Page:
'Deceptive Practice' & 'Now You See Me'

Unlike those legendary magi—Faustus, Simon Magus, etc.—who claimed contact with the spirit world, modern magicians merely prove that their hands are quicker than our eyes. Yet, as they snatch coins from thin air and produce the very cards we thought about but never named out loud, don’t they make us doubt, for a few seconds at least, the daylight solidity of the world and our ability to perceive simple physical realities?

Ricky Jay (born Richard Potash) is one of the great living magicians, specializing in but not limited to card tricks, and in the documentary Deceptive Practice: The Mysteries and Mentors of Ricky Jay, directors Molly Bernstein and Alan Edelstein keep their camera very tight on his face during the interviews, as if by registering every blink and facial tic they could establish some undeniable psychological truths, no matter how reality-disorienting his tricks are. Yet his countenance turns out to be no easier to read than the movement of his hands. Round, plump, bland, and bearded, his face could be that of, say, a streetwise New York actor of a savvy and amiably aggressive disposition—the sort of workaday thespian who might be offered roles turned down by Paul Giamatti. (In fact, Jay has acted in films, notably House of Games, directed by David Mamet, who staged some of Jay’s shows and is one of the commentators in this film). There’s certainly nothing...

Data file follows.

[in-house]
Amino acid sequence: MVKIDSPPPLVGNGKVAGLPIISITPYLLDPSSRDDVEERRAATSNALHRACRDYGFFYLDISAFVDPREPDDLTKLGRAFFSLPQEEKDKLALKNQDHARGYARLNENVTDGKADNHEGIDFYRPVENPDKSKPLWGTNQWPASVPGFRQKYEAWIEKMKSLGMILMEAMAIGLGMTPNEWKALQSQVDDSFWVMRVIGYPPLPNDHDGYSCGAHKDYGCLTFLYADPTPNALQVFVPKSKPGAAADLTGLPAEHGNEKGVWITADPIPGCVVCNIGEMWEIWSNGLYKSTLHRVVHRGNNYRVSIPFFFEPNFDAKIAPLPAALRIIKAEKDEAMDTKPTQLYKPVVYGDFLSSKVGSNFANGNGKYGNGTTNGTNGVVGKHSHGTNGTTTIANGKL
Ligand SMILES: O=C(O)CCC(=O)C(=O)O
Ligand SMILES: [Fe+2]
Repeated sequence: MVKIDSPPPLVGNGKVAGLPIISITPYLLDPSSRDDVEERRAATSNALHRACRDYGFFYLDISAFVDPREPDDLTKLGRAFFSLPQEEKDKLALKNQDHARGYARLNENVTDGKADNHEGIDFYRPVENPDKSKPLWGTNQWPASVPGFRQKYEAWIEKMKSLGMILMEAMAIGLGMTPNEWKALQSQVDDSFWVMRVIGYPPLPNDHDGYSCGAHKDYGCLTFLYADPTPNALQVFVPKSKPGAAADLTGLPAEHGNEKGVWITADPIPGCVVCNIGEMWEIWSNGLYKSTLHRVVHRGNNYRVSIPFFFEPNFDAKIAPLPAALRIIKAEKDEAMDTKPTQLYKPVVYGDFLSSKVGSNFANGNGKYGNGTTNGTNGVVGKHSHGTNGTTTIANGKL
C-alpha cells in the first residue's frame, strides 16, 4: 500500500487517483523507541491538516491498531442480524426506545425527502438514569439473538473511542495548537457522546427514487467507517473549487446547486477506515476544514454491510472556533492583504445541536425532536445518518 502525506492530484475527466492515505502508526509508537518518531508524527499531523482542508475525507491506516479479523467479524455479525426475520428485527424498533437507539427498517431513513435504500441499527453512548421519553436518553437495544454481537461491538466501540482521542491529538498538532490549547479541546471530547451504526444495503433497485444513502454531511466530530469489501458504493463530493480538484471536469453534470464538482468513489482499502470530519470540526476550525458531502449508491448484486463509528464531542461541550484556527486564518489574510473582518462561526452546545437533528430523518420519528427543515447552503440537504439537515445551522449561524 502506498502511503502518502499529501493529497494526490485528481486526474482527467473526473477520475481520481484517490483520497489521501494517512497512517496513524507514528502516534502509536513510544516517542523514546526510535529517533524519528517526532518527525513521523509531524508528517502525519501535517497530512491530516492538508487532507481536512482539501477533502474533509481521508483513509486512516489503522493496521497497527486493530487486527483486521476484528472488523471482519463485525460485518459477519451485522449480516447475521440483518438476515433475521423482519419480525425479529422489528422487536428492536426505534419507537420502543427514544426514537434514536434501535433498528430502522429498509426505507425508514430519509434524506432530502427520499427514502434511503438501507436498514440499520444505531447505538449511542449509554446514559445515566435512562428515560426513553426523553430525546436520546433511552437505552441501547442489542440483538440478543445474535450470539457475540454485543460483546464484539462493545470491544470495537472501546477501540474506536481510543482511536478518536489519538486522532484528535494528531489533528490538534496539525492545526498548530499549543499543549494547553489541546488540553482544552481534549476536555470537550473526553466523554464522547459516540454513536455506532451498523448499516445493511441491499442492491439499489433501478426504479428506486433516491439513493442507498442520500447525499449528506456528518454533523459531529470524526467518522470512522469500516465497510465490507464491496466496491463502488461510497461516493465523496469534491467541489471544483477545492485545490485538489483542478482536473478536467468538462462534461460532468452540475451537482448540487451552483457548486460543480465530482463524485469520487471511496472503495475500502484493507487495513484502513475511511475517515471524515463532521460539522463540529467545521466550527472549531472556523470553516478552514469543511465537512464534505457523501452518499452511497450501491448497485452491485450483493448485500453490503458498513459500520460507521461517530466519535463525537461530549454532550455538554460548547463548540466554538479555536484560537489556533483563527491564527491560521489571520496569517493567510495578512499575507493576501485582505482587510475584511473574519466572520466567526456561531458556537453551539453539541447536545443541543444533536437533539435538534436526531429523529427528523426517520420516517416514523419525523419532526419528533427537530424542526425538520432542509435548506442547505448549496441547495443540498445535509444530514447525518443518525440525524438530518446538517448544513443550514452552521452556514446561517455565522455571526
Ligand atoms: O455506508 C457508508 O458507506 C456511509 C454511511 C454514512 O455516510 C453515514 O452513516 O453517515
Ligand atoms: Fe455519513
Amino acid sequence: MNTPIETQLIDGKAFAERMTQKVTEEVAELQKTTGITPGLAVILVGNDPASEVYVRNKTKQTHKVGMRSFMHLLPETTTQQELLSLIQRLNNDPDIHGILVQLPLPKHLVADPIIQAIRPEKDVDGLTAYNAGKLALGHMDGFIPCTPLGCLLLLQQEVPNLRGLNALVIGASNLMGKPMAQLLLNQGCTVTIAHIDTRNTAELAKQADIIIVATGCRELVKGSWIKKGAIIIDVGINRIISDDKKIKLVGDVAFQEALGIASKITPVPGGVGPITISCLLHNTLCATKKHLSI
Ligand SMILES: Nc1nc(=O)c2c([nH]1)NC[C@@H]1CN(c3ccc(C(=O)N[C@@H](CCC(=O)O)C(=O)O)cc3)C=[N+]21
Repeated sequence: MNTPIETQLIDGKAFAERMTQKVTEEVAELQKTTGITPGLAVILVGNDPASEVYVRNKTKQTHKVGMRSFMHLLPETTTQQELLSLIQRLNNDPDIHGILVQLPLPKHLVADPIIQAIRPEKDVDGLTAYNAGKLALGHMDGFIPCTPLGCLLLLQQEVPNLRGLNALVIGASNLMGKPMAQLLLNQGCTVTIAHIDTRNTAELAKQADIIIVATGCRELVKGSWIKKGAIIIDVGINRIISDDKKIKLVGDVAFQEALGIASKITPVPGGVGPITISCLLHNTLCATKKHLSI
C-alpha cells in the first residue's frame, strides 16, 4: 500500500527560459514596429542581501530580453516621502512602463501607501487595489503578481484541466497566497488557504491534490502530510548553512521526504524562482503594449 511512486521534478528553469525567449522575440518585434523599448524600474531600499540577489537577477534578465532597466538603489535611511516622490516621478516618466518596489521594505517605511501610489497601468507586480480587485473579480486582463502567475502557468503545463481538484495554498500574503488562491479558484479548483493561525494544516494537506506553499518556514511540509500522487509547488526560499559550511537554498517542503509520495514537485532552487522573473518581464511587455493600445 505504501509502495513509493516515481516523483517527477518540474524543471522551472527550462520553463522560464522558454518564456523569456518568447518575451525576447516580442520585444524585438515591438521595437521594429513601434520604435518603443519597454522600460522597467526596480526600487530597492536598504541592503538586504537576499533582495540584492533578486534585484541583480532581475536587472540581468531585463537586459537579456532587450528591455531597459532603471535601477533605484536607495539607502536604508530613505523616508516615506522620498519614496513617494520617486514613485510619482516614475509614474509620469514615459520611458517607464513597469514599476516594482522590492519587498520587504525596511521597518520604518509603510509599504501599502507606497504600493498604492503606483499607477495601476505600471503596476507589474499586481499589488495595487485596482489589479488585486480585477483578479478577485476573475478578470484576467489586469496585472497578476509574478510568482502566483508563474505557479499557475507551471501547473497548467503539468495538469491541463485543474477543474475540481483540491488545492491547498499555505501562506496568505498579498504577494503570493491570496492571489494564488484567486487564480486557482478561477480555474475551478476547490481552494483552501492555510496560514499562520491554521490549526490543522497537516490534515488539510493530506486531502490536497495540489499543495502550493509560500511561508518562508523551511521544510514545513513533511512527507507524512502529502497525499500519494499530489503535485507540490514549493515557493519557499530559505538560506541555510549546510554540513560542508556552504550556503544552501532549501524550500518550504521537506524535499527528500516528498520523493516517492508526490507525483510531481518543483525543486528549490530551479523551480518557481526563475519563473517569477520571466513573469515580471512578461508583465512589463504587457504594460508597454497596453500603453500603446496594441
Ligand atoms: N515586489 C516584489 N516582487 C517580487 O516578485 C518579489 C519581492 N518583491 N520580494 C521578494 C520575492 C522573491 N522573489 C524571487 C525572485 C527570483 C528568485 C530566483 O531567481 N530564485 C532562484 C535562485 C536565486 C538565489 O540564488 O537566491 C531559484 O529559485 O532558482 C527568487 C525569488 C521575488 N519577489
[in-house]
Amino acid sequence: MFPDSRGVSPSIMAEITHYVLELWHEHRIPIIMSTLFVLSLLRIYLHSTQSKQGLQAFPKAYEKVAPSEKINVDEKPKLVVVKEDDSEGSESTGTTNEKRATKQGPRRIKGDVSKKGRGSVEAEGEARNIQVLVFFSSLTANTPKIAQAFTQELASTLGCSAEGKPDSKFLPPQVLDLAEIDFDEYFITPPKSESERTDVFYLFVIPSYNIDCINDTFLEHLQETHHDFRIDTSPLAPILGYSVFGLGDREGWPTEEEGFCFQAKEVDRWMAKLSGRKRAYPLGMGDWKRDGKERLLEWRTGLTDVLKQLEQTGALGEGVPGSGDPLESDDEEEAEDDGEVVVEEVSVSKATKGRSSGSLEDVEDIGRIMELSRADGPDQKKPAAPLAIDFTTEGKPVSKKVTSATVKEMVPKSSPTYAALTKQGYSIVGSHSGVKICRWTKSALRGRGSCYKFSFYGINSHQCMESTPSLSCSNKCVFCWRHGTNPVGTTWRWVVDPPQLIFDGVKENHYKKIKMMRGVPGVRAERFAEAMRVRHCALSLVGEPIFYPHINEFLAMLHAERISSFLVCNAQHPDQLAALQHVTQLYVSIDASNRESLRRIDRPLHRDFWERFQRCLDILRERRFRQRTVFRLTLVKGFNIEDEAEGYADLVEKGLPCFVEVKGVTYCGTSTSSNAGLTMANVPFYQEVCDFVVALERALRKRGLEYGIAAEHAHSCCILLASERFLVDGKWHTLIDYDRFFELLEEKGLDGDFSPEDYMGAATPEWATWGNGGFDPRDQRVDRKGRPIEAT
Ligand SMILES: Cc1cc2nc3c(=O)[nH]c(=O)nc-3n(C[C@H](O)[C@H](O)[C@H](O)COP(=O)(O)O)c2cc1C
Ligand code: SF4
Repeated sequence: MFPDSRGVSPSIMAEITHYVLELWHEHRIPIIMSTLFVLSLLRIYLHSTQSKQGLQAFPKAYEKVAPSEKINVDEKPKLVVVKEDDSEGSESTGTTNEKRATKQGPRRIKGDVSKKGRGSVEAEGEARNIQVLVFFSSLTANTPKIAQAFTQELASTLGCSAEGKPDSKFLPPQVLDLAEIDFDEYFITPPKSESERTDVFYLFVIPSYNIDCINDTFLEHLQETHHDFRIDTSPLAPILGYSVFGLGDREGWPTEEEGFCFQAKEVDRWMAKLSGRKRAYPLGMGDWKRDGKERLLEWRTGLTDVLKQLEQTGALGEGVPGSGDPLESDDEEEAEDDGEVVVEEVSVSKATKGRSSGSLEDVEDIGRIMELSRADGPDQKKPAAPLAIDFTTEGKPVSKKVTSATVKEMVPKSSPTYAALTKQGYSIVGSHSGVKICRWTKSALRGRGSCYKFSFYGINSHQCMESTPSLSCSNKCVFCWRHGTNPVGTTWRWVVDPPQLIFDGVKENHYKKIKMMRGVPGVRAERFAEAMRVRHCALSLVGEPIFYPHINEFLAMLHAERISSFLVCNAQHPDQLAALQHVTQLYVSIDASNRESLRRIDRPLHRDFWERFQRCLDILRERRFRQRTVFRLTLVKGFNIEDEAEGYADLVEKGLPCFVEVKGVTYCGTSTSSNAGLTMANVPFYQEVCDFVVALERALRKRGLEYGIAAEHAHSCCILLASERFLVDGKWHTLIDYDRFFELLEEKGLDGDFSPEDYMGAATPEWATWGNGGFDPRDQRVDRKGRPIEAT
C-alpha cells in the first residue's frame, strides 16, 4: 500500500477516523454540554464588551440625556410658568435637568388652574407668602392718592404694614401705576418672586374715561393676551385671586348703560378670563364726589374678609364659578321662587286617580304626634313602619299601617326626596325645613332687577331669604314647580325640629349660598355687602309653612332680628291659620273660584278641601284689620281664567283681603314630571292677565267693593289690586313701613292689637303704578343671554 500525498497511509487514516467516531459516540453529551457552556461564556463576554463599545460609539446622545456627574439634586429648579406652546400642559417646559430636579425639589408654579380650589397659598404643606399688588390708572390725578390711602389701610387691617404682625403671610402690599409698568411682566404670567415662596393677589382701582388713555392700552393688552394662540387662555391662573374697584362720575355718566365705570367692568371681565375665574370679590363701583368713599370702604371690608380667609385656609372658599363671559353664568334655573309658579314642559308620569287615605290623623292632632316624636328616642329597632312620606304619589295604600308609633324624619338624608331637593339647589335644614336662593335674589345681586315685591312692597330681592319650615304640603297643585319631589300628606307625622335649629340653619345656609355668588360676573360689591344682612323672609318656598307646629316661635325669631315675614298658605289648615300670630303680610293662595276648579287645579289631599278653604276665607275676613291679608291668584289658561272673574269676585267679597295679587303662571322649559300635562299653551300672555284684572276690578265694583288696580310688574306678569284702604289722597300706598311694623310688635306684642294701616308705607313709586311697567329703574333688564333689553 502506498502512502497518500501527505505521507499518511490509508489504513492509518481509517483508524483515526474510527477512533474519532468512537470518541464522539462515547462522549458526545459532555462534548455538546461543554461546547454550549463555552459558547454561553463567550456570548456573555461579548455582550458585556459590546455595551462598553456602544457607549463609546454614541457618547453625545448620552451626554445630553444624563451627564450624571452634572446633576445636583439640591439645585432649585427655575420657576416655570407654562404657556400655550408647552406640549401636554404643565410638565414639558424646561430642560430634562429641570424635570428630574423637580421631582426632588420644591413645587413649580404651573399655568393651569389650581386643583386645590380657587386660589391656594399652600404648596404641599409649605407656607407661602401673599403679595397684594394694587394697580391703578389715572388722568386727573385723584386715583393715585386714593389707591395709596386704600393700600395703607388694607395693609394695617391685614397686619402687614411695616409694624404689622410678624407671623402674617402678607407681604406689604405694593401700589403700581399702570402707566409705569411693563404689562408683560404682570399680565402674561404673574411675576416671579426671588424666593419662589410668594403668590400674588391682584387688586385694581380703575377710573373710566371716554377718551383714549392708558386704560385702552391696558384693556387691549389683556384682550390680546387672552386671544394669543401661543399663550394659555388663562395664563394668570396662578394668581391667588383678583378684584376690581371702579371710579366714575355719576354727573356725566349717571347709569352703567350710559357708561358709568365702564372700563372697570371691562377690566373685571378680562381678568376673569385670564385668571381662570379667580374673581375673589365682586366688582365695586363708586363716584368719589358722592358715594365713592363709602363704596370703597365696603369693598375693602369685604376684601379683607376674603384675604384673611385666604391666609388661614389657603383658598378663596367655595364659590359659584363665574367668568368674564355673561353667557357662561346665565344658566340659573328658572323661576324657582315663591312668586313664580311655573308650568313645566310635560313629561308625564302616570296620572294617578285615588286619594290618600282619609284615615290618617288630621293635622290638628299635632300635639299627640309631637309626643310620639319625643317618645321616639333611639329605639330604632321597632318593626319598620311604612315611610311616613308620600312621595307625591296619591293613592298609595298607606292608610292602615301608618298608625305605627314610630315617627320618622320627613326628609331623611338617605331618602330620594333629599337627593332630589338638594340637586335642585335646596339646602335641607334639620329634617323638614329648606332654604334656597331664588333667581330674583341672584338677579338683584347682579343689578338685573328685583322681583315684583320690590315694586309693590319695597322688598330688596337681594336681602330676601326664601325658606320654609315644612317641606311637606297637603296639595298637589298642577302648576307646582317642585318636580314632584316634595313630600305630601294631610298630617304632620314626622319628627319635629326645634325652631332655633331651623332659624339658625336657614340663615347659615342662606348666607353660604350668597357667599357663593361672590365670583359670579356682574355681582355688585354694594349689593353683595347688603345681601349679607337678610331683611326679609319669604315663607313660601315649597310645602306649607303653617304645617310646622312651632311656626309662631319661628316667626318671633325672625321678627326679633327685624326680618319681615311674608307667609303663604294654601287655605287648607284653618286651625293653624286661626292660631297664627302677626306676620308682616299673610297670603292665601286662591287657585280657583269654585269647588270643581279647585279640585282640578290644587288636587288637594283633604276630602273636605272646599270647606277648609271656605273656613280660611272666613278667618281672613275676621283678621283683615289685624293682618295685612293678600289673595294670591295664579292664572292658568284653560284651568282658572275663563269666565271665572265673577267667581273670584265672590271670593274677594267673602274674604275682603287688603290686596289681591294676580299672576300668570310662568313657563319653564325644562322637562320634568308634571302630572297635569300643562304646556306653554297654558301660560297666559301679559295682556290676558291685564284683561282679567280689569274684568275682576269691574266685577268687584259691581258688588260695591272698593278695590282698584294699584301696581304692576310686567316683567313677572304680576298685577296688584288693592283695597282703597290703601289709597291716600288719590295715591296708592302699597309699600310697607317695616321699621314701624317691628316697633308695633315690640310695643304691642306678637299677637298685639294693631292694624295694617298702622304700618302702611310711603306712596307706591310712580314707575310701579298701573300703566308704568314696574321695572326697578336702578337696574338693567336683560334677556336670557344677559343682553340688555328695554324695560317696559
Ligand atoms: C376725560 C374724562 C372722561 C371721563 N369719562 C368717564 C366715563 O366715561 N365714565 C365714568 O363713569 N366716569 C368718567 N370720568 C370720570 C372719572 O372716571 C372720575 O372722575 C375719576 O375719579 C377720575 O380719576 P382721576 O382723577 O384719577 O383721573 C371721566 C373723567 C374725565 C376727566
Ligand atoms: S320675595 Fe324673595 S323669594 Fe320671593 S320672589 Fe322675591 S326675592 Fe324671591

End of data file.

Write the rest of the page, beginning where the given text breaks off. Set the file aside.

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About the Author

Richard Alleva has been reviewing movies for Commonweal since 1990.